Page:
How Sir William Stephenson, the man called Intrepid, opened Whitby’s Camp X

By

Published January 31, 2022 at 4:37 pm

Sir William Stephenson, the man called Intrepid, fighter pilot, spymaster, founder of Whitby’s Camp X, and a real-life inspiration for James Bond, left an indelible mark on the home of his spy-training camp after he died 33 years ago today.

The man who would come to be known as Intrepid was born William Stanger in Winnipeg in 1897. According the the Intrepid Society, he was later adopted by the Stephenson family when, after the death of his father, his mother could no longer care for him.


Stephenson grew into a, “bookworm… who loved boxing. A wee fellow, but a real one for a fight,” according to teacher Jean Moffatt. Later, with the First World War well underway, Stephenson enlisted in the Winnipeg Light Infantry at age 18.

Described as 5’2″ with 37-inch chest, the examining doctor wrote “passed as bugler” on Stephenson’s enlistment record. After basic training, Stephenson was sent to fight in France and wounded in a gas attack less than a week into his service.

He took months to recover in Shorncliffe Army Camp in England and then he was sent learn flight theory, promoted to sergeant and transitioned to the Royal Air Force in 1917.

Stephenson took out 12 enemy planes from a Sopwith Camel, a single seater biplane used by the RAF from 1916-1920, until he was shot down in February 1918. He landed behind enemy lines, was seriously injured, and was held captive as a prisoner of war for months until escaping in October 1918.

A Soper Camel

By the war’s end that November, Stephenson had been promoted to Captain, earning the Military Cross and the Distinguished Flying Cross, awarded for “exemplary gallantry.”

Post-war, Stephenson opened a hardware store and eventually became quite wealthy with contracts throughout Europe and North America and a diverse investment portfolio in numerous industries.

Leveraging these connections, by 1936 Stephenson was sending information to British Winston Churchill, still an MP before his 1940 election as Prime Minister.

He had attempted to share information of the growing German war machine with British officials, following meetings with German officials describing Blitzkrieg long before the invasion of Poland, but had been rebuffed.

After Churchill took office in 1940, as the Blitz rained on Britain and France fell, he knew he needed to enlist the United States as an ally. So, he sent Stephenson the United States to court the President into a cooperation between British Intelligence and the FBI.

Stephenson leveraged connections with men close to both President Franklin Roosevelt and FBI Director J. Edgar Hoover, both of whom accepted the idea.

As war in Europe remained remained deeply unpopular among the American people, Stephenson established the British Security Co-ordination (BSC), spreading propaganda through pro-British and anti-Nazi stories in major newspapers to change the minds of Americans.

Stephenson called these methods “political warfare,” operating his campaign from the Rockefeller centre in an office officially registered as the British Passport Control Office.

By the time the US entered the war, Stephenson was a close advisor to Roosevelt, recommending friend William Donovan to head up the OSS, later the CIA.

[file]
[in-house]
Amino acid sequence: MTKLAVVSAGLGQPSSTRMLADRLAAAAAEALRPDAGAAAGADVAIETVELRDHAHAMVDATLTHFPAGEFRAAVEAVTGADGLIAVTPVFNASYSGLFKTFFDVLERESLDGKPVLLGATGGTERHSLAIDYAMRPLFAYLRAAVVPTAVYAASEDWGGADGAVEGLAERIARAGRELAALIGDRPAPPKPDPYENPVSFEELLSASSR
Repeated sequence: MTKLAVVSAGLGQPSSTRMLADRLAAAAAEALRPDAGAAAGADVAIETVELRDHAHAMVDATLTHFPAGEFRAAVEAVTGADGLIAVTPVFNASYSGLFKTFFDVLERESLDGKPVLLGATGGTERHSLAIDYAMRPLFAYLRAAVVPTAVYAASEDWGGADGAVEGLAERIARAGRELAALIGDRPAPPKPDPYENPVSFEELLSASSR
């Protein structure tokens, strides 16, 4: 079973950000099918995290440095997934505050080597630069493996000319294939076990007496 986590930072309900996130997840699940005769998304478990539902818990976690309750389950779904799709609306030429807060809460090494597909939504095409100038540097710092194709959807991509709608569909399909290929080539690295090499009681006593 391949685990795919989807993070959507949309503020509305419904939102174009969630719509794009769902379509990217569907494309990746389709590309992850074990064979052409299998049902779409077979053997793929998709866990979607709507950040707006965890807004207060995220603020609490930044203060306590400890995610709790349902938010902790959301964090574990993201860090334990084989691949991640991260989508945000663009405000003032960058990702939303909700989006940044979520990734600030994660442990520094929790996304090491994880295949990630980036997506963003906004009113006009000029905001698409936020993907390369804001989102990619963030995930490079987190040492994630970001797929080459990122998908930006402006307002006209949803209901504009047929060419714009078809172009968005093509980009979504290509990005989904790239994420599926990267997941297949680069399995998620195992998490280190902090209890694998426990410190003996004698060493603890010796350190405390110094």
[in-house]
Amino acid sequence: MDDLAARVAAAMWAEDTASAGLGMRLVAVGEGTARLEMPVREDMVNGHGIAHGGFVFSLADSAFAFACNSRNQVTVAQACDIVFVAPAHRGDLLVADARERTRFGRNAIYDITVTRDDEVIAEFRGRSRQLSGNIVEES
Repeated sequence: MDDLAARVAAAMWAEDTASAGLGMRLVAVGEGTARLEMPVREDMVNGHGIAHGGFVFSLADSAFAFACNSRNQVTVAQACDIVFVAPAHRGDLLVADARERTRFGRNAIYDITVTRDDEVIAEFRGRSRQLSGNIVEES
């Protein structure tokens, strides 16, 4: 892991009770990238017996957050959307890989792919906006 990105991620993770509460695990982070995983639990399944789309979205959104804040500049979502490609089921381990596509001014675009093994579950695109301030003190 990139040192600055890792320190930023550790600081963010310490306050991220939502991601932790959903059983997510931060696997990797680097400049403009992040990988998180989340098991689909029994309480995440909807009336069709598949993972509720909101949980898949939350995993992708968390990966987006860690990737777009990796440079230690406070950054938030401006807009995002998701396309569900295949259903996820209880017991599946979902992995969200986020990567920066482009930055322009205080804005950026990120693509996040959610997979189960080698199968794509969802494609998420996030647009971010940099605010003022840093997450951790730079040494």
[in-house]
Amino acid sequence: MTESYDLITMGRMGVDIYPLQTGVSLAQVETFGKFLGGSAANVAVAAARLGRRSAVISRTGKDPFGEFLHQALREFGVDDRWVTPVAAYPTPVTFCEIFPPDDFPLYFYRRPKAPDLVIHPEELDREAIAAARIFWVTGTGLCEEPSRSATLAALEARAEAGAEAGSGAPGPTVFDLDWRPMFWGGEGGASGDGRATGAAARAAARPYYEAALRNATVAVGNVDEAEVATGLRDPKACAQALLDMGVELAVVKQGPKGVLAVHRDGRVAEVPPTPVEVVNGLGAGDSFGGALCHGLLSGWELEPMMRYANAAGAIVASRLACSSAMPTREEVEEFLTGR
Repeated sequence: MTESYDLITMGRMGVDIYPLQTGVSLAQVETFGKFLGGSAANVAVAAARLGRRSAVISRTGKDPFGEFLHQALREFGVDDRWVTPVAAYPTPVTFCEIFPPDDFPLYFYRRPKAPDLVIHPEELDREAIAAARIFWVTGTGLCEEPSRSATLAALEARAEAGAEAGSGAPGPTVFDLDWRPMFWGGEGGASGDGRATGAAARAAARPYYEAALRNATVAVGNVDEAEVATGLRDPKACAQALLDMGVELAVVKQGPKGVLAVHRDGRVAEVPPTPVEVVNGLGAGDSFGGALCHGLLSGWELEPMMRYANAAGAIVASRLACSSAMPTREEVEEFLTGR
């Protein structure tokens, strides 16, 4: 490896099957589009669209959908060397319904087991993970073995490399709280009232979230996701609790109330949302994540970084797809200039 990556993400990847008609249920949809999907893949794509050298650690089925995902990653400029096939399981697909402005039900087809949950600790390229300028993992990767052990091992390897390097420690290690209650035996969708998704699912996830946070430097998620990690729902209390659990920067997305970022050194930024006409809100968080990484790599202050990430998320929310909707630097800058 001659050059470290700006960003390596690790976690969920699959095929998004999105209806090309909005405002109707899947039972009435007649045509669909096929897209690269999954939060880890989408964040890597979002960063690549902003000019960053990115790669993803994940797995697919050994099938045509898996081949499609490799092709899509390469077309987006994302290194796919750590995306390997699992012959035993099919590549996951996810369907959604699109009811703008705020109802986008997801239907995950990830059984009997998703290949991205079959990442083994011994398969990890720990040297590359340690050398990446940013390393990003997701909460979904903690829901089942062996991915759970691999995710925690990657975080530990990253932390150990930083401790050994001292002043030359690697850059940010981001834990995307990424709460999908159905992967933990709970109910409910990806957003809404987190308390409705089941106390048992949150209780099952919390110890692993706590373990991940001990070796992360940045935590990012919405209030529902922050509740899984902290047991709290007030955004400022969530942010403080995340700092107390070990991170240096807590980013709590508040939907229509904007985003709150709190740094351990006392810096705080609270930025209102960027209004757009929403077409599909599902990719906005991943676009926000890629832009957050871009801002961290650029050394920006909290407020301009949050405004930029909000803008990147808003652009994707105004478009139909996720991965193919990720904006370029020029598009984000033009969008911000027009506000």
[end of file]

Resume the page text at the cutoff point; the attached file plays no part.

One day before the Japanese attack on Pearl Harbour ushered the Americans to war, Stephenson opened Camp X between Oshawa and Whitby, officially known as Special Training School No. 103, to train operatives in clandestine operations.

Camp X was so secret not even Canadian Prime Minister William Lyon Mackenzie King knew the full scope of the school’s purpose. Historian Bruce Forsyth described it as a place where trainees at the camp learned “sabotage techniques, subversion, intelligence gathering, lock picking, explosives training, radio communications, encode/decode, recruiting techniques for partisans, the art of silent killing and unarmed combat.”

Despite the Prime Minister being unaware, the Canadian Government operated Camp X jointly with the BSC. While the site was primarily for education, it also served as the base for the HYDRA communication that linked Allied world capitals.

The CBC estimated between 500 and 2,000 British, Canadian and American spies were trained at the the site and sent to every theatre of the war.

There is debate regarding whether James Bond writer Ian Fleming was among those trained at Camp X, but what isn’t is that Stephenson was a major basis for the superspy character. “James Bond is a highly romanticised version of a true spy. The real thing is… William Stephenson,” Fleming reflected.

Roald Dahl, later famous for novels like Charlie and the Chocolate Factory also attended the Camp.

As the war ended in 1945 so did the training, although radio transmitting would continue until 1969. Igor Gouzenko, the Soviet cypher clerk whose defection sparked the Cold War was housed on site for two years.

All the buildings were destroyed in 1969 and the site is now Intrepid Park, a flattened park where artifacts are sometimes still found. The Regional Headquarters hosted a display of these artifact from 2012 to 2020, one of numerous tributes to Camp X and Stephenson in the region.

A statue of Stephenson was erected in Whitby last spring and a street, a school, a Legion Hall and Intrepid Park are all named after him.

After the war Stephenson went on to be knighted by King George VI in 1945, received the Medal of Merit from U.S. President Harry Truman in 1946 (the first non-American so honoured) and was awarded the Order of Canada in 1979.

Stephenson retired to Bermuda where he died January 31, 1989.

insauga's Editorial Standards and Policies advertising